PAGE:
Memorandum from the Council for National Parks

1. The Council for National Parks (CNP) welcomes the opportunity to submit written evidence to the Committee's inquiry into UK Defence: Commitments and Resources. CNP is the national charity that works to protect and enhance the National Parks of England and Wales, and areas that merit National Park status, and promote understanding and quiet enjoyment of them for the benefit of all.

2. Military training is an activity which demands various resource commitments. We suggest that the Committee should examine these in the context of the Government's Spending Review 2007, and the commitment[1] to embed sustainable development into spending and investment decisions.

3. It is especially important to consider the resource commitment to military training in National Parks. A significant proportion of military training takes place in National Parks, which has an impact on National Park statutory purposes.[2] In delivering its duty[3] to have regard to National Park purposes, the government is obliged to consider ways to remove or minimise damaging impact on the Parks, which could also result in resource savings.

4. While there have been welcome improvements in the management of the military training estate in National Parks, it remains to be demonstrated whether the public interest is best served by continuing military training at current levels in National Parks.

5. We recognise that an examination of this matter would go beyond the scope of the current inquiry (see paragraph 9 for a recommendation in this respect) but we do suggest that some resource commitments to training in National Parks could and should be examined by the Committee, as there is potential to bring environmental benefits and reduce the resources necessary to ensure that our Armed Forces are trained for a state of readiness.

6. Setting aside the principle of whether some military training activities in National Parks are justifiably located within them, CNP considers that there are opportunities in certain National Parks for a reconfiguration of military training areas that could continue to meet current and future training commitments while saving resources. The most prominent example is in the Dartmoor National Park where live firing on three ranges reduces public access to the area, has an adverse impact on tranquillity and damages the Park's landscape because of infrastructure such as look out huts and moorland tracks.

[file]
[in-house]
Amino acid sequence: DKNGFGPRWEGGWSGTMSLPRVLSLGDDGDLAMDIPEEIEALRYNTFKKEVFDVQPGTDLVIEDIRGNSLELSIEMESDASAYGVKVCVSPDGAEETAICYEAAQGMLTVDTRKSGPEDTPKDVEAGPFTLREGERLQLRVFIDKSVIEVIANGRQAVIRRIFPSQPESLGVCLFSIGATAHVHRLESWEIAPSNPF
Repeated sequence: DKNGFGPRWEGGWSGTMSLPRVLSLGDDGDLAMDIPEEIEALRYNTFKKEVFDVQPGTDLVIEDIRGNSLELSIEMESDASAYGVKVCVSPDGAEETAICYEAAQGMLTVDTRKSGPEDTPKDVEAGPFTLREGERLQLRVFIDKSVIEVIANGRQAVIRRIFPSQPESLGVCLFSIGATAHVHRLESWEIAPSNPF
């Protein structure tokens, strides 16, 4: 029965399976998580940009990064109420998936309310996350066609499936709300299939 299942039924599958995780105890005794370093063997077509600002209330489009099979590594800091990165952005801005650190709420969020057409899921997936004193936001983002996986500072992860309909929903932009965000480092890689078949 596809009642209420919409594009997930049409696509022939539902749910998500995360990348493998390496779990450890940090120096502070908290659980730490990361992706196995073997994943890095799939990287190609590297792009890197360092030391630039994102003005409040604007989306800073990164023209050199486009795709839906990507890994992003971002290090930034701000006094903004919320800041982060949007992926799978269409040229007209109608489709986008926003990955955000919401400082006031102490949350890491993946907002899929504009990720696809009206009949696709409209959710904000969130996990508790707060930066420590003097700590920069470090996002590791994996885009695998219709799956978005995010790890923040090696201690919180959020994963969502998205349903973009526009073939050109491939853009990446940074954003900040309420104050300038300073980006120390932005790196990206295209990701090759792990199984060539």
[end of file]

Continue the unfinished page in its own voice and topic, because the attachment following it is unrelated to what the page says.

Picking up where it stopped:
7. However, it should be noted that live firing also takes place within the Brecon Beacons, Pembrokeshire Coast, Northumberland and the Peak District National Parks where similar opportunities could be sought.

8. In the Dartmoor National Park,[4] there is clear evidence of a large disparity between permitted use of land for live firing training and the actual use for this purpose. Between 2002 and 2005, across the three Dartmoor ranges (Okehampton, Willsworthy and Merrivale) an average of 530 days were permitted for live firing each year but only an average of 274 days per year was actually used.

9. This disparity between permitted and actual use of land for live firing in the Dartmoor National Park has changed little since the time of the Sharp Inquiry (1975-76).[5] This suggests that even with the changing requirements and deployment patterns of the Armed Forces over prolonged periods of time, military training commitments can still be met and there is potential to reduce the impact of military infrastructure and training activities on National Parks. There are various ways in which this might be achieved, for example by considering an increase in public access to ranges, a reduction in the number or extent of the ranges and other amelioration measures such as the clearance of unexploded ordnance.

10. If an independent inquiry into military training in National Parks were to be commissioned this would enable a thorough examination of whether the public interest is best served by continuing military training at current levels in National Parks, as well as an assessment of the opportunities to improve the efficiency of use of training areas in National Parks with the potential to identify resource savings on a large scale. We therefore request the Committee's support for such an inquiry.

11. We hope that this submission is helpful to the Committee. Please do not hesitate to contact me if you require clarification of any of the above.

7 March 2007

[1] MoD Policy Statement on Safety, Health and Environmental Protection

[2] Section 5 of the 1949 National Parks and Access to the Countryside Act, as amended by Section 62 of the 1995 Environment Act

[3] Section 11A of the 1949 National Parks and Access to the Countryside Act, as amended by Section 61 of the 1995 Environment Act

[4] Council for National Parks (2007) A Continuing Need? Military Training and the Dartmoor National Park

[5] Dartmoor - A Report by Lady Sharp CBE to the Secretary of State for the Environment and the Secretary of State for Defence, HMSO 1977